Ten things you never knew about WFP

1 WFP is entirely dependent on voluntary donations – We have no guaranteed funds and we depend from year to year on the generosity of governments, private companies and members of the
public to fund our work.

2. WFP spends only 7 percent on overheads making it one of the most efficient organisations in the world – The rest is devoted entirely to our field operations, reaching hungry people
with life-saving food, vouchers and micronutrients.

3. WFP buys its food in 70 different developing countries – In 2006, more than three-quarters of the money WFP spent on purchasing food (US$460 million) was used to buy food in 70
developing countries. These purchases, in places like Ethiopia, Uganda and Pakistan, are a key investment in fragile agricultural economies.

4. WFP’s local purchasing policy is an effective way for donors to make a cash transfer to farming communities in the developing world – Unlike cash that is given to beneficiaries, the
local purchasing policy is a cash transfer that carries an investment dimension in that farmers are being paid for the production of food.

5. WFP cannot dump surplus food because there is no surplus food to dump – The food that WFP distributes is targeted closely at the most vulnerable populations. Less than 2 percent of
WFP food assistance is in surplus donations.

6. WFP is playing a leading role in mitigating the impact of climate change on populations in the developing world. Over 44 years on the frontlines of hunger WFP has learned that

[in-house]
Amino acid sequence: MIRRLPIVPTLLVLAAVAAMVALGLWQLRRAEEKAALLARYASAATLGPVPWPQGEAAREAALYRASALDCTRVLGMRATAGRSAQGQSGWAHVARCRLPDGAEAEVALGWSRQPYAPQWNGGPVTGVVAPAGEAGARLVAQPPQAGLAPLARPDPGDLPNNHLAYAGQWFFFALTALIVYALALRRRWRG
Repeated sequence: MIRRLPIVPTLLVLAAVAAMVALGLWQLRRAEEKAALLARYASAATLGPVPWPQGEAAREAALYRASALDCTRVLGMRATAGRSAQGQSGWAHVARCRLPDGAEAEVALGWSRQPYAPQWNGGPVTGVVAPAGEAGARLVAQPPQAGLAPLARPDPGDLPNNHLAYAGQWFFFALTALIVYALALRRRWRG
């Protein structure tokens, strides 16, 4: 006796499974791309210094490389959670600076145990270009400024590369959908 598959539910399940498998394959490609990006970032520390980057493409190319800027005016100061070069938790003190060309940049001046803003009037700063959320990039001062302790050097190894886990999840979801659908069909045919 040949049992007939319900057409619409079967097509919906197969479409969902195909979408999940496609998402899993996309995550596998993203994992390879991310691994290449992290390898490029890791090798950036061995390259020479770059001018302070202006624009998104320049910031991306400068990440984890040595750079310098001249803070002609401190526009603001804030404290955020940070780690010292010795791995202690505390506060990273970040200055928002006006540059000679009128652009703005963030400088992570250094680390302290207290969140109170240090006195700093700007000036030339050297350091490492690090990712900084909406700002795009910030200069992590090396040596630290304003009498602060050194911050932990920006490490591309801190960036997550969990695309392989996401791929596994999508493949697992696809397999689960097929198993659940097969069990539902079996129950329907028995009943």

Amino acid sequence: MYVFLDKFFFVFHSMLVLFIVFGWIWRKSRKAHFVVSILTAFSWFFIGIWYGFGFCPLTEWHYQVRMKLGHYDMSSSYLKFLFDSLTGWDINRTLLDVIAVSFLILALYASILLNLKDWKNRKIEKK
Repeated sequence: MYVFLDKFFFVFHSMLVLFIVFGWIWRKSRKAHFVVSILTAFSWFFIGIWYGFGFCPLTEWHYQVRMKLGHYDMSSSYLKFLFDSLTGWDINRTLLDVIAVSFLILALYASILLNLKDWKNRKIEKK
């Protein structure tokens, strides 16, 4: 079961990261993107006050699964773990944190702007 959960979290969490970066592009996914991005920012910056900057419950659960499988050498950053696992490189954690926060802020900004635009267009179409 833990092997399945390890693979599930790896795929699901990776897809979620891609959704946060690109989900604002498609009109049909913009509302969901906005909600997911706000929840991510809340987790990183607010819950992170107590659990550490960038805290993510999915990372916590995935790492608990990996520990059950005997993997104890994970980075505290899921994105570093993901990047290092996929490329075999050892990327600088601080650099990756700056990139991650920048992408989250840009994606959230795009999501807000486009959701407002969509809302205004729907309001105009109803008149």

protecting against erosion, desertification, floods, droughts and all kinds of other natural disasters, is essential in helping communities establish food security. These are the very skills
and programmes that will help the vulnerable cope with more frequent and more severe droughts and floods.

In the past two decades, WFP has ensured that more than 5 billion trees have been planted in regions where soil erosion and climate change are a growing problem; we work with communities to
strengthen river banks that are prone to flooding, and advise governments on disaster-preparedness plans.

7. WFP’s work isn’t just about feeding hungry people – We maintain one of the most extensive and sophisticated logistical and storage networks in the world. We are the supply chain for
the whole humanitarian system. We have developed sophisticated early warning systems and proven vulnerability assessment methodologies that have helped save thousands of lives when disasters
occur.

8. WFP builds roads, de-mines areas where anti-personnel mines have been scattered, reconditions rolling stock for railways and renovates tracks, and builds bridges – As an agency, WFP
is ready to do anything it takes to ensure the smooth delivery of food assistance and to restore delivery capability in disaster-affected areas, and the sustainable connection of people to
markets.

9. WFP plays a leading role in improving the lives of people infected by HIV/AIDS and tuberculosis. Without proper nutrition, the quality of these peoples’ lives will be lowered and
their ability to gain the most from courses of medical treatment will be diminished.

10. WFP helps to get more girls into school – WFP provides free school lunches and take-home rations to children in developing countries. The basic WFP school meal costs just 10 US cents
– enough to persuade parents to send girls to school and give them a chance of a better start in life.

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